The broad goal of this project is to understand the mechanism of liver cancer stem cell survival and resistance to chemotherapy. Accumulating evidence indicates that liver cancer stem cells (CSC) are the origin of a subset of hepatocellular carcinomas (HCC). HCC patients with a stem cell based tumor have a significantly worse prognosis compared to patients with more differentiated HCC. The central hypothesis is that deregulated growth factor signaling allows stem cells to escape normal apoptotic mechanisms and become CSCs. We have identified liver CSC phenotypes in two pre-tumor chronic liver injury models using CD133 expression. These CD133+ CSCs are resistant to Transforming Growth Factor-( (TGF-()- induced apoptosis. To date, no one has reported an unbiased analysis to identify the strongest liver cancer stem cell immuno-phenotype identified from the many published markers. By identifying the most reliable immuno-phenotype of liver CSC, we can further dissect the factors that influence the loss of cell cycle control and resistance to apoptosis critical to liver cancer progression and chemotherapy resistance. The rationale for the proposed research is that new therapeutic approaches for liver cancer can be developed to target liver CSCs, which maintain the larger neoplasia and account for a significant proportion of chemotherapy failures. We will utilize multiple human hepatocellular carcinoma and cholangiocarcinoma cell lines to investigate the single best cancer stem cell marker linked to deregulation of critical pathways known to influence liver carcinoma progression.
Aim 1 Determine the liver cancer stem cell surface marker highly correlated with resistance to chemotherapy and to biologically induced apoptosis. Hypothesis: Resistance to signal mediated apoptosis and chemotherapy agents provides CSCs a mechanism of survival.
Aim 2 Test regulatory pathways within specific cancer stem cell populations. Hypothesis: Deregulation of key pathways known to influence HCC progression (RAS/MAPK, PI3K/AKT, (-catenin) will provide a mechanism of survival and apoptosis resistance to liver CSCs. The proposed work is innovative because we propose an unbiased analysis of CSC surface markers coupled with an investigation of mechanisms of survival. The work proposed in Aim 1 will provide us with a more complete understanding of the best liver CSC surface marker. Furthermore, we anticipate that Aim 2 will allow us to understand how specific deregulation of key signaling pathways provides liver CSCs with a survival mechanism.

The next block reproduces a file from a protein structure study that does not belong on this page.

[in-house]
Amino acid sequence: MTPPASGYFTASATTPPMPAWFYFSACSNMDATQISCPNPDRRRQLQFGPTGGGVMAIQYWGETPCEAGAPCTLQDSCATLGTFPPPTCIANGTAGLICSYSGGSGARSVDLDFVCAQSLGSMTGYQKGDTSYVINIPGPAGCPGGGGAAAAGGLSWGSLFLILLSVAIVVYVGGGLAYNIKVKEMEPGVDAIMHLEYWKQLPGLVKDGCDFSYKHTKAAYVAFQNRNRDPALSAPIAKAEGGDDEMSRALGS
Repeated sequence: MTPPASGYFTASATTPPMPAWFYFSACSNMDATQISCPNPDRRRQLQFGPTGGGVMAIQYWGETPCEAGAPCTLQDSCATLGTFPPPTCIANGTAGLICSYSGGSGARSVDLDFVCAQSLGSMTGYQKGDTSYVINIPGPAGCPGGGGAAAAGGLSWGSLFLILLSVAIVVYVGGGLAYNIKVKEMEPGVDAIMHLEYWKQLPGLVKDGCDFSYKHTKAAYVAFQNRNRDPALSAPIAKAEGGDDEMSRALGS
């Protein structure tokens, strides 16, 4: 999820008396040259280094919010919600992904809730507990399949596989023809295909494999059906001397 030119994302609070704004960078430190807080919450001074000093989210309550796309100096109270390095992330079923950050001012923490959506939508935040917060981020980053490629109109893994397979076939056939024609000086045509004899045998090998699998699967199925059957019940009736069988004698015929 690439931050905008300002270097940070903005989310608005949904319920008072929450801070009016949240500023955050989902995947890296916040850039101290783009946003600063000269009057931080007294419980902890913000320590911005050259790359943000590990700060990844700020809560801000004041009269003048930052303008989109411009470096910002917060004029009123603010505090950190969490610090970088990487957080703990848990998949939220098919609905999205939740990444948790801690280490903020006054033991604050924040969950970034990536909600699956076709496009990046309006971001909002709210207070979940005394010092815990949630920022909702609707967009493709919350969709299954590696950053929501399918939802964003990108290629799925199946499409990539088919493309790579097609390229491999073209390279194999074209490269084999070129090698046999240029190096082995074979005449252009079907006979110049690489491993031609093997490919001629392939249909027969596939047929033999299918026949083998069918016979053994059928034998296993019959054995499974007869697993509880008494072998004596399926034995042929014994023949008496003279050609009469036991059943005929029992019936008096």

The broad goal of this project is to understand the mechanism of liver cancer stem cell survival and resistance to chemotherapy. We seek to understand the relationship between liver stem cells and cancer stem cells during chronic liver injury and tumorigenesis. If successful, the potential impact of this award will be realized in the area of liver cancer therapy development.
|Steinway, Steven N; Dang, Hien; You, Hanning et al. (2015) The EGFR/ErbB3 Pathway Acts as a Compensatory Survival Mechanism upon c-Met Inhibition in Human c-Met+ Hepatocellular Carcinoma. PLoS One 10:e0128159|
|Dang, Hien; Steinway, Steven N; Ding, Wei et al. (2015) Induction of tumor initiation is dependent on CD44s in c-Met? hepatocellular carcinoma. BMC Cancer 15:161|
|Ding, W; Dang, H; You, H et al. (2012) miR-200b restoration and DNA methyltransferase inhibitor block lung metastasis of mesenchymal-phenotype hepatocellular carcinoma. Oncogenesis 1:e15|
|Rountree, C Bart; Mishra, Lopa; Willenbring, Holger (2012) Stem cells in liver diseases and cancer: recent advances on the path to new therapies. Hepatology 55:298-306|
|Rountree, C Bart; Ding, Wei; Dang, Hein et al. (2011) Isolation of CD133+ liver stem cells for clonal expansion. J Vis Exp :|
|You, Hanning; Ding, Wei; Dang, Hien et al. (2011) c-Met represents a potential therapeutic target for personalized treatment in hepatocellular carcinoma. Hepatology 54:879-89|
|Dang, Hien; Ding, Wei; Emerson, Dow et al. (2011) Snail1 induces epithelial-to-mesenchymal transition and tumor initiating stem cell characteristics. BMC Cancer 11:396|